1 gallon chocolate ice cream
1 tablespoon pure vanilla extract
1 pint whipping cream (heavy cream) whipped
and sweetened
grated nutmeg

Combine the sugar, coffee and vanilla.  Stir to dissolve.  Refrigerate mixture.  To serve, scoop ice cream into the punch bowl.  Add refrigerated coffee mixture and then gently fold in the whipped cream.  Sprinkle the top with grated nutmeg to taste.

Servings:  40 punch cups full

I serve this up in an antique milk glass bowl, but it also looks great in a cranberry glass bowl and ladled up with a silver ladle.

Some appetizer recipes are to follow.

Happy decorating.  It’s time to bring tree, ornaments, and lights from the storage room!!!

Italian Ricotta Pie


Ricotta cheese.

Ricotta cheese. (Photo credit: Wikipedia)

Usually during this time of year, holiday tables are full of dessert pies made of a variety of fruit fillings.  On our table for Thanksgiving Day is a variety of ethnic dishes including one for this Italian basic ricotta pie.  It’s very rich, but it can be made with part-skim ricotta to cut down a bit on calories.  This is a quick and easy pie to make and should add a very distinct flavor to your holiday meal.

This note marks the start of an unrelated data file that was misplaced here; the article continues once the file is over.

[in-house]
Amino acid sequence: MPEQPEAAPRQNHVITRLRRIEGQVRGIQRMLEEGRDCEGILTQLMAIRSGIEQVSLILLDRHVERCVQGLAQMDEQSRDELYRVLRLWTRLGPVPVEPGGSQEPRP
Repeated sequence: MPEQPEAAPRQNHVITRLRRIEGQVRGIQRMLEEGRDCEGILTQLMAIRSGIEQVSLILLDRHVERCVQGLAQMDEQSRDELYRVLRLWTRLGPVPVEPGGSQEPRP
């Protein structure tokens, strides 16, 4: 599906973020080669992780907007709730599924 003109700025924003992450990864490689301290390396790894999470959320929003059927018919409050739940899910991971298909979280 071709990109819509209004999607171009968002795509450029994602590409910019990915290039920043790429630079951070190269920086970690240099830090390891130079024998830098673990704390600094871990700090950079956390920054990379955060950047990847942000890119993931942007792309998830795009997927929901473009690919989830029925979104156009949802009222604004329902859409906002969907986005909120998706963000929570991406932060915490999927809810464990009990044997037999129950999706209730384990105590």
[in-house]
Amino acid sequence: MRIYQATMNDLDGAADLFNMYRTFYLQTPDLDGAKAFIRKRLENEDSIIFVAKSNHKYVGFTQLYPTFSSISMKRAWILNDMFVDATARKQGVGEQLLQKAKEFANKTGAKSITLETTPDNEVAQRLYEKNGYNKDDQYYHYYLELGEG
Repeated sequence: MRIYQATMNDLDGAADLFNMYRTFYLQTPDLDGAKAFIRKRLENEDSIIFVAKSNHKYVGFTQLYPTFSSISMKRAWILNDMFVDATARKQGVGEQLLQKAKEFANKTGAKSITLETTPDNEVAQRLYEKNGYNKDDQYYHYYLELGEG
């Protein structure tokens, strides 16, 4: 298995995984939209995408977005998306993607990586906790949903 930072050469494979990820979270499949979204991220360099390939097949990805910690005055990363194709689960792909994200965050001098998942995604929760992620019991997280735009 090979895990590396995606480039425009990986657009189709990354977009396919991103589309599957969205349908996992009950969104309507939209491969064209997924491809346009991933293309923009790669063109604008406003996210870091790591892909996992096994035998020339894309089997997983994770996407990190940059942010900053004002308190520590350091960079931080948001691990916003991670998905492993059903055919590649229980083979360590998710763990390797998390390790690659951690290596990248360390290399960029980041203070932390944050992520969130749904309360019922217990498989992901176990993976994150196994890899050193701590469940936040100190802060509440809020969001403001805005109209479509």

Crust:

 

2 cups flour
1 teaspoon baking powder
1 stick margarine
1/2 cup milk
1 teaspoon vanilla
2 egg yolks (from large or extra large eggs)

Filling:

2 pounds Ricotta cheese (or part-skim_
1  1/2 cups confectioners sugar
2 egg whites (from large or extra large eggs)
2 teaspoons lemon and rind
1  1/2 teaspoons pure vanilla extract (not imitation)

Preheat oven to 425 degrees Fahrenheit

 

 

For the crust, place 2 cups flour in large mixing bowl with baking powder, stir dry ingredients to blend.  With fork, cut in margarine until small balls form.  Add vanilla and slowly put milk in while blending with fork until ball forms.  Add egg yolks and continue stirring until a large ball forms.  If it is too dry to roll, add just a small amount of milk until of rolling consistency.  Roll out dough onto waxed paper – one for top and one for bottom.  Put half of dough into bottom of 10 inch pie plate.  Reserve other half for top of ricotta pie.

For the filling, in mixer bowl place ricotta cheese, egg whites,  lemon and rind, mix.  Then add the confectioners sugar and vanilla extract.  Blend for approximately 7 minutes of medium speed or until smooth.  Pour into pie crust.  Place reserved pie crust on top of filling and crimp the edges as desired.  Brush top crust lightly with egg white and place four small cuts to vent steam.  Cover edges with aluminum foil to protect rim of pie.

Bake at 425 degrees for 40 minutes or until lightly browned.

 

Over the River…….


English: Lydia Maria Child (February 11, 1802 ...

English: Lydia Maria Child (February 11, 1802 – July 7, 1880) was an American abolitionist, women’s rights activist, opponent of American expansionism, Indian rights activist, novelist, and journalist. (Photo credit: Wikipedia)